The two school systems, which share use of the city-owned stadium, are proceeding on two phases of repairs beginning with restructuring bathroom entryways and rewiring the electrical throughout.
The first phase, estimated at about $48,000, is hoped to be complete before football season begins in late August. The second phase, costing about $70,000, consists of repairing the bricks and handrails down both sides of the stadium. Expenses will be split evenly between the two parties.
“We’re working together with the city schools and the city on this, as well as the architects,” said Dan Payant, director of operations and support personnel for Talladega County Schools. “We went ahead and had the architects design the repairs and help prioritize what needed to be done.”
The county schools hired Birmingham-based Lathan Associates Architects to inspect the stadium last year. While it was found to be structurally sound, several safety concerns were identified, beginning with concrete awnings over the stadium’s main entrances that have since been removed. The upcoming repairs are further safety suggestions from the architects, Payant said.
Phase I updates have already begun and will include new breaker boxes and electrical wiring throughout connecting to the main electrical room and concession stand. Bathroom walls will receive additional supports, and the visitor’s side bleachers will be enclosed. Phase II should begin soon after, where masons will repair cracks in the brick along either side of the stadium. Handrails will also be removed and split from one continuous rail into three sections to prevent future cracks caused by expansion and contraction of those materials.
“It’s basically routine maintenance and repairs that need to be done,” Payant said. “One of the things we wanted to try to do pretty quickly is the repairs to the bathroom walls, because that’s something you can’t do while you’re playing football, and the same for the electrical. Some of the masonry work, if we’re not able to get it done before football starts, it can be worked on Monday through Thursday, for the most part.”
Improvements at the 65-year-old stadium have been discussed for several years, but ownership concerns previously halted progress. The facility is used almost daily by Sylacauga High School, a city school, and used roughly 10 times a year by B.B. Comer High School, a county school; however, it is owned by the city. Previously, the city aimed to turn over ownership to one or both schools, expressing insurance concerns, but Mayor Doug Murphree said it will retain ownership for the foreseeable future.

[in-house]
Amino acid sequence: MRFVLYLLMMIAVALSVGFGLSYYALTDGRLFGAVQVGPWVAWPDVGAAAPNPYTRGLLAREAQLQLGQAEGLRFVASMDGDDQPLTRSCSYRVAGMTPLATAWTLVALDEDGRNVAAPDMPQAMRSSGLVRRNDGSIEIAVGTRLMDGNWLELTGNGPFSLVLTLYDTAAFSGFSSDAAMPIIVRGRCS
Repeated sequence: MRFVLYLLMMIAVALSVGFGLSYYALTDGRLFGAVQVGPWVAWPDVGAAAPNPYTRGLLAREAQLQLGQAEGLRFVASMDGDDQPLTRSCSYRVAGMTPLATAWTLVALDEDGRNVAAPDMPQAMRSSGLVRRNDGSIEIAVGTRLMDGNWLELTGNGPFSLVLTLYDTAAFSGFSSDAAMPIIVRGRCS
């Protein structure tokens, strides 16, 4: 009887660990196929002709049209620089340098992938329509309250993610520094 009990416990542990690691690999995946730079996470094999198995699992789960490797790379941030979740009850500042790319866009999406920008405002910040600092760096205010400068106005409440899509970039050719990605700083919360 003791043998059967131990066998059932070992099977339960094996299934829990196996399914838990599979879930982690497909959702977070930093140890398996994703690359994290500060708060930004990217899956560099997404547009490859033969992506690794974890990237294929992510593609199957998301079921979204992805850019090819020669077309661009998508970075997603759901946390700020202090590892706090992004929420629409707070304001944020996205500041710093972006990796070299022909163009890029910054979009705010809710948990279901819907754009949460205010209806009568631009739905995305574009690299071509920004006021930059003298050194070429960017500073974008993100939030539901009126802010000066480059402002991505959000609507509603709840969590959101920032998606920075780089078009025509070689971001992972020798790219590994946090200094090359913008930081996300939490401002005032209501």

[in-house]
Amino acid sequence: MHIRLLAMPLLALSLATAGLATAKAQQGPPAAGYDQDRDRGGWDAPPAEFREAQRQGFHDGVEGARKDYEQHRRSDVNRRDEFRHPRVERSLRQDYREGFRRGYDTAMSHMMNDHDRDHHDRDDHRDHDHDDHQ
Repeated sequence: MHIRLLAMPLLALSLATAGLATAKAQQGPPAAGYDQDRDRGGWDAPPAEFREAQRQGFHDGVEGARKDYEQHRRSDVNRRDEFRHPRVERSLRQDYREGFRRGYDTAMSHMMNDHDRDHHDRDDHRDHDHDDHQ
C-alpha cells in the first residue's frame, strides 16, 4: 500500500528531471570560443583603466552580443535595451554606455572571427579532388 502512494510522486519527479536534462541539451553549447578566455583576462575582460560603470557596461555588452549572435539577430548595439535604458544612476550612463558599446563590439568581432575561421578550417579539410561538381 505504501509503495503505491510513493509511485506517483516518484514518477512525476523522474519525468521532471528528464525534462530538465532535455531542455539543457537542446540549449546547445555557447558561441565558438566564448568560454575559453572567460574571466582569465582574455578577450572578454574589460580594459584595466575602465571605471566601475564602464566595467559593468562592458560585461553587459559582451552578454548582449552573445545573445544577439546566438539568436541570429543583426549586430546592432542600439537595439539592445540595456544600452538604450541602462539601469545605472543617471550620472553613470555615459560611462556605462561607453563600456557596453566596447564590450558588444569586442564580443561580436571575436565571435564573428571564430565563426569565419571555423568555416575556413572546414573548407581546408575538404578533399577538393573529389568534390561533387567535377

“After talking to the county about it, I came back and talked to the (City Council), and I think everybody agreed that’s what needed to happen, and we didn’t want to leave the county out, nor the city,” Murphree said last week. “We want it to be a stadium for everybody to use, and everybody agreed that’s the best way to do it right now. We’re going to maintain ownership, and then the city and county boards of education will be responsible for most of the maintenance and upkeep.”
He said it has not been decided whether the city will eventually contribute funds to stadium maintenance.
“Right now, we want to make the stadium safe,” Murphree said. “There are some additional matters to work out as we move forward, but right now, we’ve all agreed to do it this way. This is where Sylacauga and Comer play their home football games, so hopefully it’s a start to making the stadium a better and more attractive stadium for the community.”
Sylacauga City Schools Superintendent Todd Freeman said at a Board of Education meeting last week that it was easy to come to an agreement on the repair project.
“The original agreement that the Talladega County and Sylacauga schools had says that on renovations such as this, we will split the costs, so there was never really any question about it,” Freeman said. “We both believe it’s the best thing to do for the stadium to get it prepared and safe for our fans and all our patrons.”
Further renovations at the facility are a possibility, Freeman said, though nothing has been planned at this point.
“The bottom line here is both (school) boards recognize the value of the stadium and of it being in good condition and safe, so that makes for a very positive relationship,” he said. “There are things we need to address at the stadium that go beyond the scope of safety. The age of the facility itself brings about some things we’re going to need to look at and talk about, and there is openness from Talladega County Schools, like there is with us, to talk about that.”
In addition to the school-funded repairs, the Sylacauga Utilities Board is currently relocating a sewer line under the stadium.
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